Hey, guys! It's me, Candice.
First things first, it's time I give everyone a little bit of a history lesson. We've all heard the word "hysterical," right? Right. A close cousin of the word "crazy," the one we usually use to describe the girl hyperventilating in the corner of the party after she saw her boyfriend making out with someone else.
Well, there's a deeply historical reason why we rarely use it to describe a guy who is feeling a little extra emotional. It turns out "hysteria" comes from the Greek word meaning "uterus." Beyond that, "hysteria" was the first mental disorder attributed to women.
It was finally taken out of the DSM-III manual in 1980. But, before then, hysteria was commonly used for centuries to describe people, mostly women, who experienced its symptoms.
What were some of these "symptoms," you ask? Well, they included nervousness; sexual desire; erotic fantasy; excessive vaginal lubrication; faintness; insomnia; irritability; loss of appetite for food and sex and finally, a "tendency to cause trouble."
So, yeah, basically being a human who dared to feel anything would mark you as "hysterical."
Needless to say, in this day and age, the word is extremely offensive. Especially when it's used against a woman by a man. It basically implies that, because she dared to be a human being with thoughts and feelings and desires, she is insane. And is, thus, to be dismissed.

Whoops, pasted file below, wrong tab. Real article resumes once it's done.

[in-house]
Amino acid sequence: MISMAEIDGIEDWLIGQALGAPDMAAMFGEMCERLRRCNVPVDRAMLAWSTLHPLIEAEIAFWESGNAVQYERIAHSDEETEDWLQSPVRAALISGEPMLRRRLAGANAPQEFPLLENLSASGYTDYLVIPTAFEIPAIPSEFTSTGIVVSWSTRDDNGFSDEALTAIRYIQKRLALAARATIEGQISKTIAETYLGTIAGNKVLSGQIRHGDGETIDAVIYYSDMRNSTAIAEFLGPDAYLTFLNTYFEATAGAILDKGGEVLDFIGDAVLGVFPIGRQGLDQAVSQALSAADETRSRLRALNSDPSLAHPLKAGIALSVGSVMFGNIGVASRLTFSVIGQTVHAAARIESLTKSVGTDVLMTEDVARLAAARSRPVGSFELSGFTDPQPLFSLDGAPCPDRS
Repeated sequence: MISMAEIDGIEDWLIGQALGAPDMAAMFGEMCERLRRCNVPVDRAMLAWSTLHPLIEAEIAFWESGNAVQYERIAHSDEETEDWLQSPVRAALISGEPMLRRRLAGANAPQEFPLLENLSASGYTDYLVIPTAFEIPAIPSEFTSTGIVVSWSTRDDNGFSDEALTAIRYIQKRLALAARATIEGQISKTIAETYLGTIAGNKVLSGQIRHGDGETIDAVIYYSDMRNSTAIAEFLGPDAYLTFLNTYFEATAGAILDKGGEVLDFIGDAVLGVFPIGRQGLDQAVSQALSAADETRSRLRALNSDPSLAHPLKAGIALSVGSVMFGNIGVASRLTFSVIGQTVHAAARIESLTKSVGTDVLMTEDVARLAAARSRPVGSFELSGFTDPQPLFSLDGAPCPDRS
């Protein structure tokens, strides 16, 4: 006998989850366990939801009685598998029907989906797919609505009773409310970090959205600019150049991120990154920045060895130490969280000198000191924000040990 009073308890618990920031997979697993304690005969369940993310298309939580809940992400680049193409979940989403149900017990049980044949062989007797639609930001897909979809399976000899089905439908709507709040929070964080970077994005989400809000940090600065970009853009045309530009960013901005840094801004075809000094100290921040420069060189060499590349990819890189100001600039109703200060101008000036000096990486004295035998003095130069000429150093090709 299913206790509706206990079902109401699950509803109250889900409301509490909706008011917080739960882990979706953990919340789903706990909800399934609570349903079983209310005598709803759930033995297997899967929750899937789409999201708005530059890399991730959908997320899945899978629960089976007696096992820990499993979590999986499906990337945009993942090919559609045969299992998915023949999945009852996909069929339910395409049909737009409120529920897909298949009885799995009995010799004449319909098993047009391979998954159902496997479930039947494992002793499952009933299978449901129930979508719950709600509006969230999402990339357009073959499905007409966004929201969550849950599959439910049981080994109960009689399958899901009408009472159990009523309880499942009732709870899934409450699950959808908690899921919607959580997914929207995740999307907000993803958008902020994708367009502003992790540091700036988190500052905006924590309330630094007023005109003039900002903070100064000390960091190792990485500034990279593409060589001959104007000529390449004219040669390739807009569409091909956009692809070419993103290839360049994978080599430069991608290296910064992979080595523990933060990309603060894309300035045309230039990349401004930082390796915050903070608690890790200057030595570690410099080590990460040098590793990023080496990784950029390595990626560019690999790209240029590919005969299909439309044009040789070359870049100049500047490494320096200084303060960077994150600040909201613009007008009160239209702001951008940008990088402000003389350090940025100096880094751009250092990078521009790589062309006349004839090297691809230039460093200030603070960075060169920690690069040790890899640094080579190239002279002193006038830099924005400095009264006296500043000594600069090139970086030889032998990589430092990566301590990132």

Now that we've got some context, let's jump right into this story. This past Monday, during an episode of Australia's current affairs panel show "Q&A," words were exchanged between a couple of panel members that left viewers shocked and unsettled.
In the episode, an audience member asked how panel members believed that the media could help change cultural norms surrounding domestic violence.
The man asking the question, Tarang Chawla, had an especially personal connection to the question as his own sister was murdered by her partner in a brutal domestic violence incident at only 23 years old.
In his question, Chawla specifically referred to some comments made by two Australian sports media personalities, Eddie McGuire and Sam Newman. In the June incident McGuire had made a not-so-tasteful "joke" about drowning female sports journalist, Caroline Wilson. Newman involved himself by defending his friend's comments days after they were made.
Panelist and radio host, Steve Price, was the first to respond to the question by explaining his belief that "far too much" was made out of the incident. He believed that, when looked at in context, you could see that it was nothing more than "a bunch of blokes laughing about things they shouldn't have laughed about."
Female panelist, Van Badham, didn't quite see eye to eye with Price on the matter as she explained:
What you see as jokes made by a bunch of blokes, you know, from the position of being one of those blokes who has probably in on some of those jokes, I see as a woman who is part of a social world where violence is—
Before she could finish her thought, Price interrupted, "I hope you're not suggesting I was part of those jokes. Don't tar me with their brush. Please. Don't tar me with their brush."
She came back trying to explain again what she was trying to say when he finally made an attempt to dismiss her with the same line used to dismiss women for centuries, "I think you're just being hysterical."
Yep, he called a woman hysterical. In a conversation about domestic violence.
Luckily, she had a sense of humor about the whole thing as she retorted, "It's probably just my ovaries making me do it, Steve."
Watch the whole exchange here and cringe for yourself:
How will politicians & media play a better role in shifting the language of VAW? @StevePriceMedia @vanbadham #QandA https://t.co/74wqYGM9jA — ABC Q&A (@QandA) July 11, 2016